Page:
While many animals are unable to synthesize carotenoid pigments to create red and yellow surfaces, the green and blue colours of bird feathers and insect carapaces are usually not produced by pigments at all, but by structural coloration.[36] Structural coloration means the production of colour by microscopically-structured surfaces fine enough to interfere with visible light, sometimes in combination with pigments: for example, peacock tail feathers are pigmented brown, but their structure makes them appear blue, turquoise and green. Structural coloration can produce the most brilliant colours, often iridescent.[35] For example, the blue/green gloss on the plumage of birds such as ducks, and the purple/blue/green/red colours of many beetles and butterflies are created by structural coloration.[39] Animals use several methods to produce structural colour, as described in the table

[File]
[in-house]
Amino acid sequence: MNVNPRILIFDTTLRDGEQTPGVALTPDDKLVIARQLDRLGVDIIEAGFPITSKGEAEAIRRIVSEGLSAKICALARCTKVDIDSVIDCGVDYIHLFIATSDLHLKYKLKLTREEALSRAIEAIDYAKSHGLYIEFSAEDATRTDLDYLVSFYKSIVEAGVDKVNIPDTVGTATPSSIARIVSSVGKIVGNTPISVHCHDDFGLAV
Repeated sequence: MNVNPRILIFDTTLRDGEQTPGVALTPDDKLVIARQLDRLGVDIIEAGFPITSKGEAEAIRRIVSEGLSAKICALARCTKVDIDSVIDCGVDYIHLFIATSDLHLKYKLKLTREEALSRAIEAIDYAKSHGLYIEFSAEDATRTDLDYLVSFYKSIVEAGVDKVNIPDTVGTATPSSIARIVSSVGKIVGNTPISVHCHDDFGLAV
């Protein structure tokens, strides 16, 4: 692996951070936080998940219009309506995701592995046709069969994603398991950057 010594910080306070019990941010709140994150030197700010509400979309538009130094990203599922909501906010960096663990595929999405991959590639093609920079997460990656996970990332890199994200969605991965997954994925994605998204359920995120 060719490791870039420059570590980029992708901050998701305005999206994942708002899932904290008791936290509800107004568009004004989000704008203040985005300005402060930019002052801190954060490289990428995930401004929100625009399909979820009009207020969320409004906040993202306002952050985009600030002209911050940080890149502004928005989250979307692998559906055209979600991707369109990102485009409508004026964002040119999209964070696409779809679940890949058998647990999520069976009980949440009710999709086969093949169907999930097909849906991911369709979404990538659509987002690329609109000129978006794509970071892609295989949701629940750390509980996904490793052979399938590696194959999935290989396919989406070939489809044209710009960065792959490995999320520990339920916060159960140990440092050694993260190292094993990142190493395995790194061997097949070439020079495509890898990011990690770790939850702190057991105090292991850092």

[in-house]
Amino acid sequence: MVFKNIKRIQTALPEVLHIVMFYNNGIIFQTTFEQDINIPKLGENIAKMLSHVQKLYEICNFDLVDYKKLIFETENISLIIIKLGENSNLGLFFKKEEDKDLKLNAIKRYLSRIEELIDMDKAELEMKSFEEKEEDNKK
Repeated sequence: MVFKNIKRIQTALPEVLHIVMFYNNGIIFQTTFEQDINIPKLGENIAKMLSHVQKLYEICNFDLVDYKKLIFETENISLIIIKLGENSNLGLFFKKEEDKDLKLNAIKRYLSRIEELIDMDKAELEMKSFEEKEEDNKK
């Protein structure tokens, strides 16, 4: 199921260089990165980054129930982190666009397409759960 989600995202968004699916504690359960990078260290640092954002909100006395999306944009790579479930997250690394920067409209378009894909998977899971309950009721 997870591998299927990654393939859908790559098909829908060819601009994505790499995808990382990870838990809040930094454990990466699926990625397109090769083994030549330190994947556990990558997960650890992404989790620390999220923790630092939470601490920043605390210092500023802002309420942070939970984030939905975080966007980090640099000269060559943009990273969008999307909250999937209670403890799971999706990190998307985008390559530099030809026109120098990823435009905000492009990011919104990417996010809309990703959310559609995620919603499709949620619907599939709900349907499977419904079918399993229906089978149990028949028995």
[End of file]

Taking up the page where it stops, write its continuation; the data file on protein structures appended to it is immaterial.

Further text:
Visible light (commonly referred to simply as light) is electromagnetic radiation that is visible to the human eye, and is responsible for the sense of sight.[1] Visible light has a wavelength in the range of about 380 nanometres to about 740 nm – between the invisible infrared, with longer wavelengths and the invisible ultraviolet, with shorter wavelengths. Primary properties of visible light are intensity, propagation direction, frequency or wavelength spectrum, and polarisation, while its speed in a vacuum, 299,792,458 meters per second (about 300,000 kilometers per second), is one of the fundamental constants of nature. Visible light, as with all types of electromagnetic radiation (EMR), is experimentally found to always move at this speed in vacuum. In common with all types of EMR, visible light is emitted and absorbed in tiny "packets" called photons, and exhibits properties of both waves and particles. This property is referred to as the wave–particle duality. The study of light, known as optics, is an important research area in modern physics. In physics, the term light sometimes refers to electromagnetic radiation of any wavelength, whether visible or not.[2][3] This article focuses on visible light. See the electromagnetic radiation article for the general term.